Harmless Like You: A Novel
“Buchanan writes with a sharp and original artist’s eye of her own.”
Harmless Like You opens with a stunningly understated meeting in Berlin, as a narrator gives a small Japanese woman some legal papers to sign:
“‘Yukiko Oyama?’ I dropped my half-raised hand to my side. ‘You’re expecting me. I’ve come about your husband’s estate.’
“‘Come in,’ my mother said.”
In tracing the stories of Yukiko (or Yuki) and her son, Jay, this debut novel also explores deeper issues of identity. Author Rowan Hisayo Buchanan writes with beauty and sensitivity about what it means to be an artist, a parent, and an outsider in a foreign culture.
Unfortunately, that moment when Yuki and Jay finally reunite in Berlin, 33 years after she had abandoned him, falls flat—in part because nothing happens, and in part because by then, the reader just doesn’t like either one of them.
Growing up in New York City in the 1950s and 1960s as the daughter of an expatriate Japanese businessman, Yuki has never felt she belonged in any country. Her only friend is the dangerously charismatic Odile, who teaches Yuki to flirt with strange men in bars in order to rob them. So when her parents are recalled “home” to Japan in 1969, Yuki, then age 17, begs to stay behind and live with Odile and her mother, Lillian, a self-centered and vaguely New Age romance novelist.
Tentatively, Yuki dreams of a career as an artist—a career her parents would never accept.
Then Odile flies off to Italy for a whirlwind makeover as a top model. Now the only person who pays attention to Yuki is Lillian’s boyfriend, Lou, a sports writer with grand ambitions and disgusting eating habits who is more than twice Yuki’s age.
As Yuki discovers once she moves into his dirty apartment, Lou is also violent. He hits her when she reads his secret poetry, when the bed sheets are stained after she does the laundry, when they argue about the Vietnam War. And more.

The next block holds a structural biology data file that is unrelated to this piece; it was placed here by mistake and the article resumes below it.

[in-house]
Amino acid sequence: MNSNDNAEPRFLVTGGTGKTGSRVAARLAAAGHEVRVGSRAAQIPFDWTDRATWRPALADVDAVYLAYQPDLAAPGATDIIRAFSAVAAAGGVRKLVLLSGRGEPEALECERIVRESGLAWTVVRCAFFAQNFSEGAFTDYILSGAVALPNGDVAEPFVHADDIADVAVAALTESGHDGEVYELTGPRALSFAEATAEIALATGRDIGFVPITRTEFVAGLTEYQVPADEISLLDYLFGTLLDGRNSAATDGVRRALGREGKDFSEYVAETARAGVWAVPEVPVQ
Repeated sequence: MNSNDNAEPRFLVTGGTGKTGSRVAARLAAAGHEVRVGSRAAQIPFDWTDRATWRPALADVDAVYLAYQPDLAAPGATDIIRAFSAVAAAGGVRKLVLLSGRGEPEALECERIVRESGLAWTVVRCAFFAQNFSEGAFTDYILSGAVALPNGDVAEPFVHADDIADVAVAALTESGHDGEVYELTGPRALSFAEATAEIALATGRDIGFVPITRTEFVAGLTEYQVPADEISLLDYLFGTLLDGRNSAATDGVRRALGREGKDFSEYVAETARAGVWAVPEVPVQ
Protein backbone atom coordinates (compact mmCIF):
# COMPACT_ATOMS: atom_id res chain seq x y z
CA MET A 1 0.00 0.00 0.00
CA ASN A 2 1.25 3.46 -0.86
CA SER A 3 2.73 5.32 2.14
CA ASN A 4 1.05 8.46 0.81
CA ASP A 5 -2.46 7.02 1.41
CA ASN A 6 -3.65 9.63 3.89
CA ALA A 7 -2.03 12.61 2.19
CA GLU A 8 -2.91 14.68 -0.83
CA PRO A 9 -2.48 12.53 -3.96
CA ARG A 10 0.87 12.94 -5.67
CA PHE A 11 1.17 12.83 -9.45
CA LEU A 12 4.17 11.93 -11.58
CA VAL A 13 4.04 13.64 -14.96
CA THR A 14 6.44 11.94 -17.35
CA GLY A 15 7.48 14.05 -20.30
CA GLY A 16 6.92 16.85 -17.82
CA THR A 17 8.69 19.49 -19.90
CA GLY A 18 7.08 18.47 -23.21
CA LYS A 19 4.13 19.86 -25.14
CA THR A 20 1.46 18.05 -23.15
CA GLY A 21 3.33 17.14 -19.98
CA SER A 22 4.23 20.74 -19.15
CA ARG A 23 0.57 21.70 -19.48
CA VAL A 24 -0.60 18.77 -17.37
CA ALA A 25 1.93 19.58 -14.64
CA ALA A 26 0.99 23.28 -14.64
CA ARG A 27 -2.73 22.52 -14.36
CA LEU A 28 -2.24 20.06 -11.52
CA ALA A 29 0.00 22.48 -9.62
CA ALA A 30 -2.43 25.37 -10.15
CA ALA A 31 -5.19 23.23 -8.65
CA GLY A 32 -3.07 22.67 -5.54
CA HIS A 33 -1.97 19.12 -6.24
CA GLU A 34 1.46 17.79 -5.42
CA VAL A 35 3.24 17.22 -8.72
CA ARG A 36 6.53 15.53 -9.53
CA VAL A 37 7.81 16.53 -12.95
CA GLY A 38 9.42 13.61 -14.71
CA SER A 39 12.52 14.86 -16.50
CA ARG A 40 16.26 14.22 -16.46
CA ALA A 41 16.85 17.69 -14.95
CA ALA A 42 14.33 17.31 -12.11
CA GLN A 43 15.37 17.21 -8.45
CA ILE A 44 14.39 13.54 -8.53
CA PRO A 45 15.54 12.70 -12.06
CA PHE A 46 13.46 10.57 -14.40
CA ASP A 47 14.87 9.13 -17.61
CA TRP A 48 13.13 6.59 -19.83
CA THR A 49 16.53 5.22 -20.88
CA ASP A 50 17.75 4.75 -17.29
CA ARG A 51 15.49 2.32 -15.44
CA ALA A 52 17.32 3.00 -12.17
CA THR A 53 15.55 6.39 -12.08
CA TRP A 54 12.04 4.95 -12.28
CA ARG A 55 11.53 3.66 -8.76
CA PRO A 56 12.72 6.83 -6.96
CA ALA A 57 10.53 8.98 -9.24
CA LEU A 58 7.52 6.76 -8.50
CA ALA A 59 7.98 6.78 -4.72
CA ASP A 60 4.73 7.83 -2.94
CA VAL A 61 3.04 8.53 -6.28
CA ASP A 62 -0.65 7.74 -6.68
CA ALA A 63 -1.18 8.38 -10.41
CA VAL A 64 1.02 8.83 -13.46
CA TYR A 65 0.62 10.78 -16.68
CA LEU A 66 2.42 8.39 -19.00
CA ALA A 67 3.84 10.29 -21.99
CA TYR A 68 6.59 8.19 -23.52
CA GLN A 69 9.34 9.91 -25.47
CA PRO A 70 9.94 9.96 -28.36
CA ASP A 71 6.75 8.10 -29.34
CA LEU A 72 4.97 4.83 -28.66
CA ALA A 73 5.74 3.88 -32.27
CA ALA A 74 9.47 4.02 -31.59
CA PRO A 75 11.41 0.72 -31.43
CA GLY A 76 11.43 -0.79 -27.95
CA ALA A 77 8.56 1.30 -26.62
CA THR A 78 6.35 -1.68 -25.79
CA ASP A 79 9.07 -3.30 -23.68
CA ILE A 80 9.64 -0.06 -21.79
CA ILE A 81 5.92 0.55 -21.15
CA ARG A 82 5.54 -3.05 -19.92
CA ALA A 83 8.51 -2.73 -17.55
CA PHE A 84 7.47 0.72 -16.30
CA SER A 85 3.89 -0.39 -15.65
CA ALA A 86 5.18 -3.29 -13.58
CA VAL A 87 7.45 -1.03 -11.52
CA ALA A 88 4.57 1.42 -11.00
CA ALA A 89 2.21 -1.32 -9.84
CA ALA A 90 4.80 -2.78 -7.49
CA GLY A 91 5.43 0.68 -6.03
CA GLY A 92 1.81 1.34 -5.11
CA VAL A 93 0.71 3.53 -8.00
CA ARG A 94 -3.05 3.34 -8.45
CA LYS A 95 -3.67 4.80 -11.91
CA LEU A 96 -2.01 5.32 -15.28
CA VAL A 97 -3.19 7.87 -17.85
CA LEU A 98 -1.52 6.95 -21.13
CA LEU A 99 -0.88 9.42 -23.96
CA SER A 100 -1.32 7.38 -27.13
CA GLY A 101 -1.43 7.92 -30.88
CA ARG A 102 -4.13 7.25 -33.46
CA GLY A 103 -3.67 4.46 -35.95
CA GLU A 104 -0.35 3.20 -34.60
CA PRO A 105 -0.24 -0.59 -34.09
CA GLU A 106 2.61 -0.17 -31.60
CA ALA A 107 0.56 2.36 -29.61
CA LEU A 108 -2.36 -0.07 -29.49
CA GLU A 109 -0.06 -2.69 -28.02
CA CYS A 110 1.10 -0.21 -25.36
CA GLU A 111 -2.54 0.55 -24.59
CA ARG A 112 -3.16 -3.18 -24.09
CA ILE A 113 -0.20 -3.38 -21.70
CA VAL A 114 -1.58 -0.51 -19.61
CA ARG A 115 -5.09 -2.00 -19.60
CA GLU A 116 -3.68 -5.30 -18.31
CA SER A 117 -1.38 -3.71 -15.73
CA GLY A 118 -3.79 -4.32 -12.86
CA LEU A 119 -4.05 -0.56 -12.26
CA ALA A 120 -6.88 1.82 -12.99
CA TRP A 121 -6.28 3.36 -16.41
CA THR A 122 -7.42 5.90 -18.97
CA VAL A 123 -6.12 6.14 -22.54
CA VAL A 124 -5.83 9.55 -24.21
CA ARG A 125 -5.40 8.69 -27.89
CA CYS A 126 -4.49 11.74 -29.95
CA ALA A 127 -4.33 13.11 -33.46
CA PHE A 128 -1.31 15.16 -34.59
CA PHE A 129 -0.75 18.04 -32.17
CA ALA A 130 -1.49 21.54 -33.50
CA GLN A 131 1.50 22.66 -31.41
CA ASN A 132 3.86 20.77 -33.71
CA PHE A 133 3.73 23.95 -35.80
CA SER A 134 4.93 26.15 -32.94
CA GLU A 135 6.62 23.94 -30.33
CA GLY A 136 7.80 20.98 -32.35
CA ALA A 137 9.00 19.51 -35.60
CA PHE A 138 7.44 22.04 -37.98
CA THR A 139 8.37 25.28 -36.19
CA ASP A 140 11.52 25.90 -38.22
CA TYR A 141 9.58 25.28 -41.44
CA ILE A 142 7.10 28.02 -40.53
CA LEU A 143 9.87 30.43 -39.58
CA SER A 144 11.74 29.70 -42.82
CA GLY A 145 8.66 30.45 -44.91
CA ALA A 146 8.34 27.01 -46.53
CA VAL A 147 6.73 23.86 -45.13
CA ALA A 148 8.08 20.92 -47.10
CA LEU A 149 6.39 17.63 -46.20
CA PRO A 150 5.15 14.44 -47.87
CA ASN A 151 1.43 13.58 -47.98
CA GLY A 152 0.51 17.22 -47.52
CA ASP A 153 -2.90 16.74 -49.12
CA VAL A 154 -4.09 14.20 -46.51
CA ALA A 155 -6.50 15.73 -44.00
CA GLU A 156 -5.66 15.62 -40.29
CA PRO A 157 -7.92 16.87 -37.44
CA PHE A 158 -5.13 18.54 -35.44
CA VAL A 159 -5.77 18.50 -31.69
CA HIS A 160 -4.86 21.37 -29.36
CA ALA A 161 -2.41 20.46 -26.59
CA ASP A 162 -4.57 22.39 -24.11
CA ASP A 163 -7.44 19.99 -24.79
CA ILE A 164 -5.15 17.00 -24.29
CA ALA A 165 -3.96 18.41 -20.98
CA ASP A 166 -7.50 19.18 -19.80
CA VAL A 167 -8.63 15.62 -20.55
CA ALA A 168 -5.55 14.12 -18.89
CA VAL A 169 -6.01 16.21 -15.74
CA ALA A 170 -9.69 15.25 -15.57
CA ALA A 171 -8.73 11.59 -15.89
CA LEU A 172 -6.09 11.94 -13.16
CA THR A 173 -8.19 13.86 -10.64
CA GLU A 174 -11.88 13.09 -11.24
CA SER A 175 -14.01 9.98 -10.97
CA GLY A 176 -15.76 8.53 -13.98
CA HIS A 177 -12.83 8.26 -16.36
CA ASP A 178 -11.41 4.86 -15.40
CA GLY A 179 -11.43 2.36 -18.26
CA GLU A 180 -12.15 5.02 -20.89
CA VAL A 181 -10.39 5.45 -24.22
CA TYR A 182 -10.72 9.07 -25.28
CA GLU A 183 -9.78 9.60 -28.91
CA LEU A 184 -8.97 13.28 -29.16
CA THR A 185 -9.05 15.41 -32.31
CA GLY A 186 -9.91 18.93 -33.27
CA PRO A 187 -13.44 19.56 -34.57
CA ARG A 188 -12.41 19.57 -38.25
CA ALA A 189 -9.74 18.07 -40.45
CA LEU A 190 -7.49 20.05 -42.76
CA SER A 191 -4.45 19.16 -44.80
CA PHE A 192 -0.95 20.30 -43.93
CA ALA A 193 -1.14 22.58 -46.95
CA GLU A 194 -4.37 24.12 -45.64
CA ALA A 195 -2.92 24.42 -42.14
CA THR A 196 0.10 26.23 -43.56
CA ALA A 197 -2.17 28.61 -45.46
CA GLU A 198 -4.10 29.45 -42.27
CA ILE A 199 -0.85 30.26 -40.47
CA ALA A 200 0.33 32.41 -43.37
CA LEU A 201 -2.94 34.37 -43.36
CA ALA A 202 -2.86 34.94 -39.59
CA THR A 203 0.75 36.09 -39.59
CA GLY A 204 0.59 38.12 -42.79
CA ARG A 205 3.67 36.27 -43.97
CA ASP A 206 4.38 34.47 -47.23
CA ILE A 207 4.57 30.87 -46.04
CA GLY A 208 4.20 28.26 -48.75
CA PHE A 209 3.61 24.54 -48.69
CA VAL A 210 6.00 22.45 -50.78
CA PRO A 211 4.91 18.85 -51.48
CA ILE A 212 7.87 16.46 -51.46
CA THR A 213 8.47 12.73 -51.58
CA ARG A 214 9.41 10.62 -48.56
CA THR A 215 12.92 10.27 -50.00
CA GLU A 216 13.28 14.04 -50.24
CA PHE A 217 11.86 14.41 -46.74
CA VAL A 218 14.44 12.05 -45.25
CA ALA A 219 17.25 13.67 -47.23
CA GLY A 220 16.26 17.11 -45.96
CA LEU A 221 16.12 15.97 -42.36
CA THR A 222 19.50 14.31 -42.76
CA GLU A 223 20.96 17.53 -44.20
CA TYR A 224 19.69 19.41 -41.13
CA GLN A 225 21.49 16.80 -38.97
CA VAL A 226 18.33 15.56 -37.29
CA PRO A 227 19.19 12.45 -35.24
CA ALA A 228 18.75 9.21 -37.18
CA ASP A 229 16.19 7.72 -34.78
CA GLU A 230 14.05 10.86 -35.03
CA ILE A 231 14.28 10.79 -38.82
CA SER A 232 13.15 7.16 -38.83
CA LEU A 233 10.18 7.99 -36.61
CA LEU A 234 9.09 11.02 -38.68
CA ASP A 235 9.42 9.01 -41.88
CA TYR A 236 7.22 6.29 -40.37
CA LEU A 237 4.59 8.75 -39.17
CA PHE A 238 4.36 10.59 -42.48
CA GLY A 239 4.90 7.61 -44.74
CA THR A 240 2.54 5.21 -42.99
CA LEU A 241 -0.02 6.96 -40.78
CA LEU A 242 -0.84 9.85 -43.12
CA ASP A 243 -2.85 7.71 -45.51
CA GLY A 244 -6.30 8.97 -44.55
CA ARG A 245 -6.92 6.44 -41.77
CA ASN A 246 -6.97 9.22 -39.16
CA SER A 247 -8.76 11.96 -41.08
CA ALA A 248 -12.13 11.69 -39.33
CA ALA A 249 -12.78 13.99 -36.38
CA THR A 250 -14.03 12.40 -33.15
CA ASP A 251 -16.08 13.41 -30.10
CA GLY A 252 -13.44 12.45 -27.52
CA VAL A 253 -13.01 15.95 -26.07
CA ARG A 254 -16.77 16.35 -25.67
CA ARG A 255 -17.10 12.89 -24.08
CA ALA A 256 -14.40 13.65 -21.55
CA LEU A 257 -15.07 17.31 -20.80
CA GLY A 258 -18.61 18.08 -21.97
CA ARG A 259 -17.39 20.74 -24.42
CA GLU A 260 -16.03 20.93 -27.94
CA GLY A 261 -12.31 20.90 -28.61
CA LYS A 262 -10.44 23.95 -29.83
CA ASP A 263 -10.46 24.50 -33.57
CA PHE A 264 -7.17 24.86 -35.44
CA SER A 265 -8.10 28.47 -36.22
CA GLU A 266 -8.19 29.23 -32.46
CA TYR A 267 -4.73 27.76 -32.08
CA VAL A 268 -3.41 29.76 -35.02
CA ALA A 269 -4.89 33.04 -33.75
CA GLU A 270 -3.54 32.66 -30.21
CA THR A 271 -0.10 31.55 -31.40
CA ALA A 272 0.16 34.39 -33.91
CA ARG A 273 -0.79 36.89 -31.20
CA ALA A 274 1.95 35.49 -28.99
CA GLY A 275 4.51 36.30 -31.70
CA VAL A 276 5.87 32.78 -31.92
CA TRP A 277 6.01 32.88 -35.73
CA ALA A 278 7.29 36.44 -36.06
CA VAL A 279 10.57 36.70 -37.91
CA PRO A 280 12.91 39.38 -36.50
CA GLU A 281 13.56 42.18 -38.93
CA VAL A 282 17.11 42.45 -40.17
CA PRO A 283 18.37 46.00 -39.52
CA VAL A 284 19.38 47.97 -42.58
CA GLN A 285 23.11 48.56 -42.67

By way of kiss-and-make-up, Lou says after one smackdown, “can you please, pretty please, just try not to piss me off, okay?”
Yet Yuki is so desperately insecure that she stays with Lou eight more years, until she finally turns to Edison Eaves, the nice young Canadian architect who has loved her all along. Like a Prince Charming, Edison whisks Yuki off to a house in the Connecticut suburbs with a yard swing and a bright room for her art studio.
But it obviously isn’t a fairy tale ending, because Yuki abandons Edison and their son when Jay is two years old.
By the time Jay finds her and the novel begins, Yuki is a little-known conceptual artist in Berlin, while Jay and his Chinese-American wife, Mimi, own a struggling art gallery in hipster Brooklyn.
(Yuki’s current show consists of photographs of white food on white plates —“cauliflower, rice, milk, rolls of cheese, crustless bread, skinless bananas, parsnips, sad strips of chicken breast”—during a month in which Yuki ate only white food, and entitled “Shit’s Still Brown.”)
Author Buchanan—who is of American, British, Chinese, and Japanese background—is best at describing the way an artist sees art and the world.
On Yuki’s first night in a new apartment, “She held the pencil perpendicular to the bed. The lines of perspective, each peeling tile, the battered plastic chair, the washstand’s belly . . . The grid pulled her on and on—into only white wall. When she was done, the room and the picture gave her twin stares.”
Indeed, Buchanan writes with a sharp and original artist’s eye of her own. When Mimi drinks too much, “she turned rosy as a twelve-year-old girl's bedroom.” Early in her relationship with Lou, “Yuki’s lungs tried to flap after him” as he walks past her desk.
The novel is also on target about the difficulty of living between cultures— especially for Yuki, as an Asian girl in the U.S. during the Vietnam War. When she meets American soldiers, she thinks: “Photographs of her aunts, grandmothers, great-aunts had stood on her parents’ offering table. Yuki saw their faces tearing, burning, and the light reflected in the eyes of those Camel-smoking, Coke-drinking, gum-chewing boys.”
The big problem is that the language is richer and deeper than the characters.
Certainly, the reader feels sympathy for Yuki and can even understand why she would stay with Lou. After a while, however—especially after she marries Edison—Yuki’s helplessness becomes annoying, and Edison’s saintly devotion is unbelievable.
Jay is even more self-pitying than his mother. Although he claims to love Mimi “so much it’s embarrassing,” he is grossed out by her pregnancy, miffed by her lack of interest in sex, and repelled by their newborn daughter, Eliot, whom he sees as “an inarticulate, pink flesh-sack.”
Of course it’s important to have complex, flawed characters with cringe-inducing traits; however, it’s also important to have characters the readers care about.
But Buchanan is still young. What she lacks is technical experience, not talent. Her descriptions of being an artist show that she truly is one.